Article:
The estate has recently opened the Lingholm Kitchen and Walled Garden – a large, light and airy café, overlooking the walled garden (reputedly Potter’s inspiration for Mr McGregor’s garden), with plenty of indoor and outdoor seating. Service is excellent, homemade cakes and breads are too tempting, and lunches are a great mixture of smart sandwiches and something a bit more unusual. Excellent breakfasts and brunches are also served.
You are welcome to stroll through the garden and woodland and down to the lake. If you’d rather leave the car behind, you can take the Keswick Launch from Keswick to either Hawse End or Nichol End Marina and make the short walk along the Cumbria Way footpath to Lingholm from there.
Favourite Pub: The Kirkstile Inn
Tucked away in the hamlet of Loweswater in the Buttermere valley, the Kirkstile Inn is everything a country pub should be. Packed full of character that has been wonderfully looked after over the last 500 years, all of the requisite ingredients are in place: original timber beams, flag stone floors and roaring fires.
The atmosphere is cosy and welcoming, whether you pop in for an afternoon pint after a long walk or settle in for the evening to try some of the local food (rooms are also available). On a sunny day, there is plenty of outside space to soak up the grand proportions of the Buttermere Valley.
Add to this that the Kirkstile has its own micro-brewery (now relocated to near Hawkshead due to its popularity) – Cumbrian Legendary Ales – and sells its own excellent beers alongside a selection of other local favourites and it is hard to find fault!
Boating on Derwent Water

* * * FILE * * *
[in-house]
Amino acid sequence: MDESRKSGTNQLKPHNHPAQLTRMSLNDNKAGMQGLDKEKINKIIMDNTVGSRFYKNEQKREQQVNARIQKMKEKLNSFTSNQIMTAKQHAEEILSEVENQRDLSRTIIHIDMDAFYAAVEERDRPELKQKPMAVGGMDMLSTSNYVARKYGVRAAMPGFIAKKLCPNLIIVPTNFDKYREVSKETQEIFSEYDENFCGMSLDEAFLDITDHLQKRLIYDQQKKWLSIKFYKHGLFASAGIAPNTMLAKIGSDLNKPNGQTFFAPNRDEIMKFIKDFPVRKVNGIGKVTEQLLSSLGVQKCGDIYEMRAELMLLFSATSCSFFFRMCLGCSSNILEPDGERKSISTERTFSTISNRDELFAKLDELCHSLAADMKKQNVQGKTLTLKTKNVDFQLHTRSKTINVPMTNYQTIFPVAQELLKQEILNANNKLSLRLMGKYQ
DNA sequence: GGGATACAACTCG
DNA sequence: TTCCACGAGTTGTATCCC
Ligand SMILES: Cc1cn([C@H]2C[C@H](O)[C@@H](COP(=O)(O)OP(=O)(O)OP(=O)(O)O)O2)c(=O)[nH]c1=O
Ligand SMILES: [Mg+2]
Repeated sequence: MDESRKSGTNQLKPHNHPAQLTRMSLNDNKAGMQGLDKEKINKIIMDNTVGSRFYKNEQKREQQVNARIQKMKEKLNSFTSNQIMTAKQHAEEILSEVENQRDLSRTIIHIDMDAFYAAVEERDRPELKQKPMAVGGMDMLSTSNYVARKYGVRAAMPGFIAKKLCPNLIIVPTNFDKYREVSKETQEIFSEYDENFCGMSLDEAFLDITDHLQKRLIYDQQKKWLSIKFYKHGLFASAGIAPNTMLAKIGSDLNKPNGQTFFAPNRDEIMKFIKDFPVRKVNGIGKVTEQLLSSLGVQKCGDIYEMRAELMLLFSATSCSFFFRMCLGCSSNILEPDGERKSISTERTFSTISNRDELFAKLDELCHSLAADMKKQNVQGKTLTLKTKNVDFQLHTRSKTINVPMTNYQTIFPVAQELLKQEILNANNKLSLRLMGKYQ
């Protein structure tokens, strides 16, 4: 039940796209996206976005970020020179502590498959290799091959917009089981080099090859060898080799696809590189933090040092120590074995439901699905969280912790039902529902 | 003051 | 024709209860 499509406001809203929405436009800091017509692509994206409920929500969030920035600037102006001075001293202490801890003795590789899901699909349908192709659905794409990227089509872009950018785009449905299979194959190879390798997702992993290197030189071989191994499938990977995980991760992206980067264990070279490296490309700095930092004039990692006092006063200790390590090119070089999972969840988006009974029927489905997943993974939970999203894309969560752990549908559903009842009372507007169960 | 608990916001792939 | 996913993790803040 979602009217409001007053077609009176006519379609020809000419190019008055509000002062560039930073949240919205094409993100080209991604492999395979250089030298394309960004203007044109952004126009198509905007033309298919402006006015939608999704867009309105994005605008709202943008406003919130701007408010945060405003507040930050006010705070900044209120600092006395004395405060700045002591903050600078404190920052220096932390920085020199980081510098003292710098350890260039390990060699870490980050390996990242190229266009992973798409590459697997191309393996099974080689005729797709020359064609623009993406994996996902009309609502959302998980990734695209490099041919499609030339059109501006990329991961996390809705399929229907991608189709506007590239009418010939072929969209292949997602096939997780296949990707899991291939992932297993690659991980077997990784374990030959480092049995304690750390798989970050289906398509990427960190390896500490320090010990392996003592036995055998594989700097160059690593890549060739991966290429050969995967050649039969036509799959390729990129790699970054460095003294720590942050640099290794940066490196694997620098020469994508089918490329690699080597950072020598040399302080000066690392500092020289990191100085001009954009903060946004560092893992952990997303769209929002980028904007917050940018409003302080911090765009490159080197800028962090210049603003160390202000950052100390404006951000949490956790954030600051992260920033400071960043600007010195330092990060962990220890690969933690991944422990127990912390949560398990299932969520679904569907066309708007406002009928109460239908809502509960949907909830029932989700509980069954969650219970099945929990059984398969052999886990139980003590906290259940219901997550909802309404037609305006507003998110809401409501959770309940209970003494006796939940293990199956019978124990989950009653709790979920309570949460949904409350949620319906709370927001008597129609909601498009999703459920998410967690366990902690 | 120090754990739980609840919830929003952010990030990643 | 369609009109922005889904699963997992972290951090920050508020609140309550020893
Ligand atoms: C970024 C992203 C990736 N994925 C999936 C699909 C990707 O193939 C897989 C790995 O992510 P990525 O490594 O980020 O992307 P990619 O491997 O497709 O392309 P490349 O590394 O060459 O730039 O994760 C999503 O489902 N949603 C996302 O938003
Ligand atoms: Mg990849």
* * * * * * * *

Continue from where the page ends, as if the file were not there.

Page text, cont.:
The beautifully located lake of Derwent Water, with Keswick at its northern point and stretching down Borrowdale, flanked by increasingly high mountains on either side, is a great spot for those who like taking to the water.
There are options to suit every taste – peaceful ‘hop-on-hop-off’ lake cruises, allowing you to explore all around the lake without navigating the narrow lanes; rowing boats; motor boats; and kayaks. Take a fishing trip or, if feeling brave, have a dip from one of the lake ‘beaches’ (confident swimmers only and never go alone).
For a more unusual option, five times a year, Derwent Island House, on privately owned Derwent Isle in the middle of the lake, is open to the public and you can take a boat trip or canoe to the island and visit the house.
Whinlatter Forest, England’s only mountain forest, is run by the Forestry Commission and, as well as providing wood for fuel and building, offers a variety of activities including well-renowned mountain biking trails (not suitable for beginners), walking trails, a high ropes ‘Go Ape’ course, segways to hire and an excellent woodland ‘play trail’ for the kids.
If you would like some help planning your trip to the northern Lakes or anywhere else in Britain, just get in touch.